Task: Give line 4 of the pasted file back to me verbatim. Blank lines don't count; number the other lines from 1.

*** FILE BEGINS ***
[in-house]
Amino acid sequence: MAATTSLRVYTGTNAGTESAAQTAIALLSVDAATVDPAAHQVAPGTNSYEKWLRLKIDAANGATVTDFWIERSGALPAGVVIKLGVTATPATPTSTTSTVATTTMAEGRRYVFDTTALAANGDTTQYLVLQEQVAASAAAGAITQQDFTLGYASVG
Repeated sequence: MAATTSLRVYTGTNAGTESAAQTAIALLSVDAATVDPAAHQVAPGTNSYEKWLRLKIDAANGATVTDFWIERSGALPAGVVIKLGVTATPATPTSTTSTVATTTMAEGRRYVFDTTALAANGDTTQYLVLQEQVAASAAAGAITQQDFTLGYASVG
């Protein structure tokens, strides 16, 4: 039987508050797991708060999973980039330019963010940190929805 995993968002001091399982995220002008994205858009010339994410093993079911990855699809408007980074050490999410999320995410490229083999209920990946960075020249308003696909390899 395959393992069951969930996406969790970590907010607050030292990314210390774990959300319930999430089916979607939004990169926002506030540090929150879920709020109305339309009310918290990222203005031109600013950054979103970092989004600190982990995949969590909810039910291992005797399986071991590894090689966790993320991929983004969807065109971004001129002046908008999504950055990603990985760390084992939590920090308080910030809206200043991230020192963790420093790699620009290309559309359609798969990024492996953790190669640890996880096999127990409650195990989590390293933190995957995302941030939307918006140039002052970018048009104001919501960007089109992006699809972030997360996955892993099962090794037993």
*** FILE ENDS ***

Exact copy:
């Protein structure tokens, strides 16, 4: 039987508050797991708060999973980039330019963010940190929805 995993968002001091399982995220002008994205858009010339994410093993079911990855699809408007980074050490999410999320995410490229083999209920990946960075020249308003696909390899 395959393992069951969930996406969790970590907010607050030292990314210390774990959300319930999430089916979607939004990169926002506030540090929150879920709020109305339309009310918290990222203005031109600013950054979103970092989004600190982990995949969590909810039910291992005797399986071991590894090689966790993320991929983004969807065109971004001129002046908008999504950055990603990985760390084992939590920090308080910030809206200043991230020192963790420093790699620009290309559309359609798969990024492996953790190669640890996880096999127990409650195990989590390293933190995957995302941030939307918006140039002052970018048009104001919501960007089109992006699809972030997360996955892993099962090794037993």